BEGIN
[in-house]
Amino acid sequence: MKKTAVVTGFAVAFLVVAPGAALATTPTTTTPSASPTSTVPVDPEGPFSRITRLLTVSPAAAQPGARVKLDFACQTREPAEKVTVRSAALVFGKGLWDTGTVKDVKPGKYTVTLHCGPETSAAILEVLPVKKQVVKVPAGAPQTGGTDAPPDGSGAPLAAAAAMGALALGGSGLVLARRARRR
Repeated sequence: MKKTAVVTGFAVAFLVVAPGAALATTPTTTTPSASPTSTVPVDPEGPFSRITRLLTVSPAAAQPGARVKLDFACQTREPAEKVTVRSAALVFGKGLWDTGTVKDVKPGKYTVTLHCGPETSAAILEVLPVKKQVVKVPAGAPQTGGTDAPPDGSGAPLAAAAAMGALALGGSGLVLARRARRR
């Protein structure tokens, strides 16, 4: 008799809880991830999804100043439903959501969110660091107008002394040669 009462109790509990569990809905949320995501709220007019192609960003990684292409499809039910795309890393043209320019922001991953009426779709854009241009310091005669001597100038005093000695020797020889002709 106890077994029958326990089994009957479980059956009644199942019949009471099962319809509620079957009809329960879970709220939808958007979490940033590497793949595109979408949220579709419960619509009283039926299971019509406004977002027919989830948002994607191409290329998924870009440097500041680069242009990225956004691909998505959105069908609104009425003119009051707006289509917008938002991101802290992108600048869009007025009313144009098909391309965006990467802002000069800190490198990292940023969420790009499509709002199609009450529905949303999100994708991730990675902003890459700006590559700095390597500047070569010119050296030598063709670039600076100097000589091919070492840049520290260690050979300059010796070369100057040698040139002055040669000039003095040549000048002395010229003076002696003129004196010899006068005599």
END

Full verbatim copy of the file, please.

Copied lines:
[in-house]
Amino acid sequence: MKKTAVVTGFAVAFLVVAPGAALATTPTTTTPSASPTSTVPVDPEGPFSRITRLLTVSPAAAQPGARVKLDFACQTREPAEKVTVRSAALVFGKGLWDTGTVKDVKPGKYTVTLHCGPETSAAILEVLPVKKQVVKVPAGAPQTGGTDAPPDGSGAPLAAAAAMGALALGGSGLVLARRARRR
Repeated sequence: MKKTAVVTGFAVAFLVVAPGAALATTPTTTTPSASPTSTVPVDPEGPFSRITRLLTVSPAAAQPGARVKLDFACQTREPAEKVTVRSAALVFGKGLWDTGTVKDVKPGKYTVTLHCGPETSAAILEVLPVKKQVVKVPAGAPQTGGTDAPPDGSGAPLAAAAAMGALALGGSGLVLARRARRR
């Protein structure tokens, strides 16, 4: 008799809880991830999804100043439903959501969110660091107008002394040669 009462109790509990569990809905949320995501709220007019192609960003990684292409499809039910795309890393043209320019922001991953009426779709854009241009310091005669001597100038005093000695020797020889002709 106890077994029958326990089994009957479980059956009644199942019949009471099962319809509620079957009809329960879970709220939808958007979490940033590497793949595109979408949220579709419960619509009283039926299971019509406004977002027919989830948002994607191409290329998924870009440097500041680069242009990225956004691909998505959105069908609104009425003119009051707006289509917008938002991101802290992108600048869009007025009313144009098909391309965006990467802002000069800190490198990292940023969420790009499509709002199609009450529905949303999100994708991730990675902003890459700006590559700095390597500047070569010119050296030598063709670039600076100097000589091919070492840049520290260690050979300059010796070369100057040698040139002055040669000039003095040549000048002395010229003076002696003129004196010899006068005599």